Monday, 27 March 2017

Holding by Graham Norton

Pages 312
Bookclub Read

The blurb

The remote Irish village of Duneen has known little drama; and yet its inhabitants are troubled. Sergeant PJ Collins hasn't always been this overweight; mother of­ two Brid Riordan hasn't always been an alcoholic; and elegant Evelyn Ross hasn't always felt that her life was a total waste.

So when human remains are discovered on an old farm, suspected to be that of Tommy Burke - a former­ love of both Brid and Evelyn - the village's dark past begins to unravel. As the frustrated PJ struggles to solve a genuine case for the first time in his life, he unearths a community's worth of anger and resentments, secrets and regret.

Darkly comic, touching and at times profoundly sad. Graham Norton employs his acerbic wit to breathe life into a host of loveable characters, and explore - with searing honesty - the complexities and contradictions that make us human.

My thoughts

“The past was opening up like a great dark bottomless pit, and she felt herself falling.”

Holding caused a stir when it was first released. The reviews in Irish newspapers were glowing and it shot up the bestseller list. All the to-do sure made me curious and I was delighted when my library bought extra copies of the book so it could be read by the Reading Groups. Now that I’ve read the book I’m not entirely sure what to say and am afraid I could well end up damning the book with faint praise.

Let me start by saying there is absolutely nothing wrong with this book. The story is well written and the characters are painted in such a way that I could see them. In fact, a lot about this story was recognisable, probably because I live near a town even smaller than Duneen.

On the other hand, there wasn’t anything in this book to make it stand out as remarkable either. In fact it all felt a bit like ‘same old – same old’, almost to the extent that those recognisable characters felt like caricatures, and Duneen like a prototype Irish small town. As for the mystery, I don’t want to say too much about that because I realise that just because it wasn’t much of a mystery to me doesn't mean it won't be surprising to others. I had however worked out almost exactly what had to have happened long before the solution was presented on the page, and I was almost sorry when it turned out I had been right.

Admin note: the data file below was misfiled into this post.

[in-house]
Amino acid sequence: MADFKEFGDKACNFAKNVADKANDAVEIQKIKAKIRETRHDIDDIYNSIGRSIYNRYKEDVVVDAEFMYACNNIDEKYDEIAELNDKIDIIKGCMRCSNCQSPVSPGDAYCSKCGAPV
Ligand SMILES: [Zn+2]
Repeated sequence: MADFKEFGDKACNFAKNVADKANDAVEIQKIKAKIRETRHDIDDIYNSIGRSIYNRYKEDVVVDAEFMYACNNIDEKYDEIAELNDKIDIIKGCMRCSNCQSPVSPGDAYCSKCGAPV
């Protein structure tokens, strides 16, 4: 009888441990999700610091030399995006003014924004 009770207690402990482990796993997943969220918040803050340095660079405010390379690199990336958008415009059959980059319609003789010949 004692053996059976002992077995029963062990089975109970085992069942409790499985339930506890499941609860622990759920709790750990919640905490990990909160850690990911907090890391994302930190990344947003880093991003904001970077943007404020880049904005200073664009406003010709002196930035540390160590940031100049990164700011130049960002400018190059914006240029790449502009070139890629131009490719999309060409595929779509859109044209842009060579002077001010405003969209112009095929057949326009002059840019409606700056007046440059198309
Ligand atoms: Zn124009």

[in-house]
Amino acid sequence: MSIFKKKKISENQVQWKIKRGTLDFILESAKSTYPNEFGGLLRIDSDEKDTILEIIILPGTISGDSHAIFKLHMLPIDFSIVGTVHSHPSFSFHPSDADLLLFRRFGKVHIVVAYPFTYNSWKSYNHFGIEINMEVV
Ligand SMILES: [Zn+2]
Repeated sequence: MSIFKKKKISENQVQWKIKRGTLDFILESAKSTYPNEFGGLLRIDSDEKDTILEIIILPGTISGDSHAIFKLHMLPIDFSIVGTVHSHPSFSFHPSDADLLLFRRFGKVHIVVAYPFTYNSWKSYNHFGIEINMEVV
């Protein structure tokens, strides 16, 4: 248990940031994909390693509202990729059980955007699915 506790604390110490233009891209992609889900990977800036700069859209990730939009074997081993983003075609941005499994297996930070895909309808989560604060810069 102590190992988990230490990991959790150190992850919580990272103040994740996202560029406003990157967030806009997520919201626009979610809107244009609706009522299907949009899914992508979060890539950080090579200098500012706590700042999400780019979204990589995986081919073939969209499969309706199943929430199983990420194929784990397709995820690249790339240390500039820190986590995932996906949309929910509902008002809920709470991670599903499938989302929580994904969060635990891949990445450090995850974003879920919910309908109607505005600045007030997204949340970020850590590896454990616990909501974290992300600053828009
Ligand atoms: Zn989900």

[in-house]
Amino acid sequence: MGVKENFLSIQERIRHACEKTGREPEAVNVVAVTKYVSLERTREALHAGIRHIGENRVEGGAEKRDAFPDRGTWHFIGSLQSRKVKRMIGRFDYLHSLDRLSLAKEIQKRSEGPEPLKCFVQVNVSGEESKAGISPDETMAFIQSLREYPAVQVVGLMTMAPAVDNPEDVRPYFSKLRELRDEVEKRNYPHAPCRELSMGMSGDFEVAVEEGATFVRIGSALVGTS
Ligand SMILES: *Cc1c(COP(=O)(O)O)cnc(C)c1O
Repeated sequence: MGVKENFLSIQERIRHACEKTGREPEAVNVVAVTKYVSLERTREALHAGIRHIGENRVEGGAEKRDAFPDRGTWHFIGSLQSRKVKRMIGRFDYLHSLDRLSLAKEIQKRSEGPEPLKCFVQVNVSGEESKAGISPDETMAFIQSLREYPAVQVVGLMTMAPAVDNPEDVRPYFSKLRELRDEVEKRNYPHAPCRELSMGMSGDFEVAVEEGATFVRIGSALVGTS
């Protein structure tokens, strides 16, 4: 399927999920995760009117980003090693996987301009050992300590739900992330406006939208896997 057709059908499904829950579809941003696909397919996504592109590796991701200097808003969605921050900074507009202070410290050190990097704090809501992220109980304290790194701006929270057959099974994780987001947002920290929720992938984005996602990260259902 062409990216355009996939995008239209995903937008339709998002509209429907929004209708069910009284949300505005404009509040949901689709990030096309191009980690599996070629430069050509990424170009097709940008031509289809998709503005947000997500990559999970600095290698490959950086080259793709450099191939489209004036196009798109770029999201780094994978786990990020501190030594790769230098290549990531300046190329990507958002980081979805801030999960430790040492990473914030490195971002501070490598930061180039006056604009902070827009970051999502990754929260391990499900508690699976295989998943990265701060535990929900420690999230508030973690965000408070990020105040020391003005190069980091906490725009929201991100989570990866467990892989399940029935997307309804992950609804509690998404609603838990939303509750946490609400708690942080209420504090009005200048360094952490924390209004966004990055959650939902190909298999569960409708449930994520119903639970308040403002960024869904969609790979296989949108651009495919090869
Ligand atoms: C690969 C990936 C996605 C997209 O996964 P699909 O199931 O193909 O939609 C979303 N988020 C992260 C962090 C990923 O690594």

However, none of what I said in the previous paragraph means I didn’t enjoy the book. It was an easy read, at times poignant, and somewhat dark. The only thing mentioned in the blurb I do not agree with is the description of this book as ‘darkly comic’. I don’t think I so much as smiled while reading this story, never mind laughed out loud.

To say I’m on the fence about this one would be an understatement. I certainly wouldn’t discourage anybody from reading Holding but neither is it the first book that would spring to mind if I were asked to recommend a mystery set in Ireland. In fact, it was the Irishness of this story that made it so very predictable for me, which means that people who don’t live in Ireland might well get a lot more out of this book than I did. As it is I’d rate this book a very solid 3.5 stars; there’s nothing wrong with it but it’s not something to write home about either.

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